He has spent the majority of his adult life in jails and prisons across the United States. It’s always the same story: He does something horrifying, gets arrested, and then becomes the prison messiah—teaching people to read, helping people talk through conflicts, writing inspirational essays, starting prison pen-pal programs. The guards never believe he’s the violent person his rap sheet indicates until he snaps and tries to start a prison riot. Eventually, he’s released and subsequently cannot get a job, a student loan, or any other sliver of hope because of his criminal record. And it’s back to crime again.
My brother, like many other children, is severely mentally ill. Mental illness does not, in and of itself, cause violence. But children who do not get the treatment they need, who are repeatedly traumatized and retraumatized at the hands of poor psychiatric care and the criminal justice system, do sometimes turn violent. My brother’s list of diagnoses is as long as his rap sheet: intermittent explosive disorder, attention-deficit hyperactivity (ADHD), oppositional defiance, bipolar, traumatic brain injury. He could have all, any, or none of these. I don’t know because his involvement with the mental health system has been so chaotic and so profoundly unhelpful.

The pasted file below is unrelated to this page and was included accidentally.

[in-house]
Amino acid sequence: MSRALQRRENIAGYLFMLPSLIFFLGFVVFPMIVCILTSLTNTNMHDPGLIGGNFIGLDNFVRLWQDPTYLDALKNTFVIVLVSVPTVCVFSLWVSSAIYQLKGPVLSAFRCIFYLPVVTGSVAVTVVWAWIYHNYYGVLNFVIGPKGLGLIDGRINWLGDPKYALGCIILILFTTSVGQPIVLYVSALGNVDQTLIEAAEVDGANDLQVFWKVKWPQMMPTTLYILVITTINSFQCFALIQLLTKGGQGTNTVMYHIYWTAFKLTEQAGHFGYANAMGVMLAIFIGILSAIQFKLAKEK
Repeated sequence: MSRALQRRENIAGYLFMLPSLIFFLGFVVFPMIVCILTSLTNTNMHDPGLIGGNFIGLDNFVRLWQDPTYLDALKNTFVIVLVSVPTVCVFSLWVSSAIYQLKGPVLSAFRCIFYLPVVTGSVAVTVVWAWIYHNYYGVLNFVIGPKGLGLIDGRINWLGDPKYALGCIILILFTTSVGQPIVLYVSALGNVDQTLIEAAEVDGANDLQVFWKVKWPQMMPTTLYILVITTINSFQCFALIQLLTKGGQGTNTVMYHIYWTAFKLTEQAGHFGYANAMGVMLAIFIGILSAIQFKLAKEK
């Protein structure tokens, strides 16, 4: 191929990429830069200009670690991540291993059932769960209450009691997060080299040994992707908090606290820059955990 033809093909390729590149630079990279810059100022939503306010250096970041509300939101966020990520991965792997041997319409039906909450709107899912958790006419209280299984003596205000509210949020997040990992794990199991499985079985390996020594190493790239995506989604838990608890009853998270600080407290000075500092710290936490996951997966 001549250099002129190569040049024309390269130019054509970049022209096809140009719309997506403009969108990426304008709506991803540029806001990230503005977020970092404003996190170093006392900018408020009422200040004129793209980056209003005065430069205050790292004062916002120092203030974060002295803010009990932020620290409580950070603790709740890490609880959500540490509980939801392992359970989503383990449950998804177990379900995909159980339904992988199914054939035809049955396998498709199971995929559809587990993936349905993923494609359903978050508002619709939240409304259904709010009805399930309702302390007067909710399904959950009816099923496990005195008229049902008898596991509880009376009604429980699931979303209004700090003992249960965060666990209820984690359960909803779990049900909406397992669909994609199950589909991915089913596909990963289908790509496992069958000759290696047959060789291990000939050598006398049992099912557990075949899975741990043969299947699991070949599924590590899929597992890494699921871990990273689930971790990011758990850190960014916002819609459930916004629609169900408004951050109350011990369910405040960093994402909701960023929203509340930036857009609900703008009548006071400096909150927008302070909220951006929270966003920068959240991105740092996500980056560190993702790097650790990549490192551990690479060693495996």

His first therapist told my parents they should give up. The next one said she couldn’t find anything wrong with him. A psychiatrist prescribed him medication that gave him seizures, then told my parents, “Well, it’s better than stabbing his sister, isn’t it?” Another psychologist would not hospitalize him because he was neither psychotic nor suicidal. Many treatment providers told my parents that if only they would discipline him more, read more parenting books, or raise his self-esteem, he would somehow get better.
He has been in countless psychiatric hospitals. They discharge him when he’s “stable,” and my brother is almost always stable—except, of course, when he’s threatening to kill a member of my family—so normal measures of psychiatric stability do not work with him. He’s been to four different residential treatment programs and has escaped from all of them. I will never forget the look of terror on my parents’ faces when they got the call telling them that my 12-year-old brother had escaped from treatment and was hitchhiking to Canada.